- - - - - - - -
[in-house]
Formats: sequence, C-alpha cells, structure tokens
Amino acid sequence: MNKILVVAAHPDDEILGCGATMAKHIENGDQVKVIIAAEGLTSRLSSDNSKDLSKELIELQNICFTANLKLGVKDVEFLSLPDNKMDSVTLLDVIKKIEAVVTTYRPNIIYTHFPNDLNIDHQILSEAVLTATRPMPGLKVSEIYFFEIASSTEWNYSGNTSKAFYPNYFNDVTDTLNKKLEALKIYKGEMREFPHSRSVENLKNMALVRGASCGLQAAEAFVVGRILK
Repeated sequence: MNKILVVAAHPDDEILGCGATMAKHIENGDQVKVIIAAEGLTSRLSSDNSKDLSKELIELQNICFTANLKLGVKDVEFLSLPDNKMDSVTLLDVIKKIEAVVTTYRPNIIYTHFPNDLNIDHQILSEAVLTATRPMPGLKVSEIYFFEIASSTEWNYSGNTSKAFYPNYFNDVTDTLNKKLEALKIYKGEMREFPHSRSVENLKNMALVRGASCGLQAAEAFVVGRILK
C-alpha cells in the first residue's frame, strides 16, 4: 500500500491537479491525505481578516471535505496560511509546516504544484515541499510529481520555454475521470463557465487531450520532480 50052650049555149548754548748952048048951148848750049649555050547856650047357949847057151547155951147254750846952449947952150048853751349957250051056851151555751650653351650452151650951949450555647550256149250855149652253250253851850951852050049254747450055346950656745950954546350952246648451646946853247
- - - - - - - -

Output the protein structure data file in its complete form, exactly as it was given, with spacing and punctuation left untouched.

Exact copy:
[in-house]
Formats: sequence, C-alpha cells, structure tokens
Amino acid sequence: MNKILVVAAHPDDEILGCGATMAKHIENGDQVKVIIAAEGLTSRLSSDNSKDLSKELIELQNICFTANLKLGVKDVEFLSLPDNKMDSVTLLDVIKKIEAVVTTYRPNIIYTHFPNDLNIDHQILSEAVLTATRPMPGLKVSEIYFFEIASSTEWNYSGNTSKAFYPNYFNDVTDTLNKKLEALKIYKGEMREFPHSRSVENLKNMALVRGASCGLQAAEAFVVGRILK
Repeated sequence: MNKILVVAAHPDDEILGCGATMAKHIENGDQVKVIIAAEGLTSRLSSDNSKDLSKELIELQNICFTANLKLGVKDVEFLSLPDNKMDSVTLLDVIKKIEAVVTTYRPNIIYTHFPNDLNIDHQILSEAVLTATRPMPGLKVSEIYFFEIASSTEWNYSGNTSKAFYPNYFNDVTDTLNKKLEALKIYKGEMREFPHSRSVENLKNMALVRGASCGLQAAEAFVVGRILK
C-alpha cells in the first residue's frame, strides 16, 4: 500500500491537479491525505481578516471535505496560511509546516504544484515541499510529481520555454475521470463557465487531450520532480 50052650049555149548754548748952048048951148848750049649555050547856650047357949847057151547155951147254750846952449947952150048853751349957250051056851151555751650653351650452151650951949450555647550256149250855149652253250253851850951852050049254747450055346950656745950954546350952246648451646946853247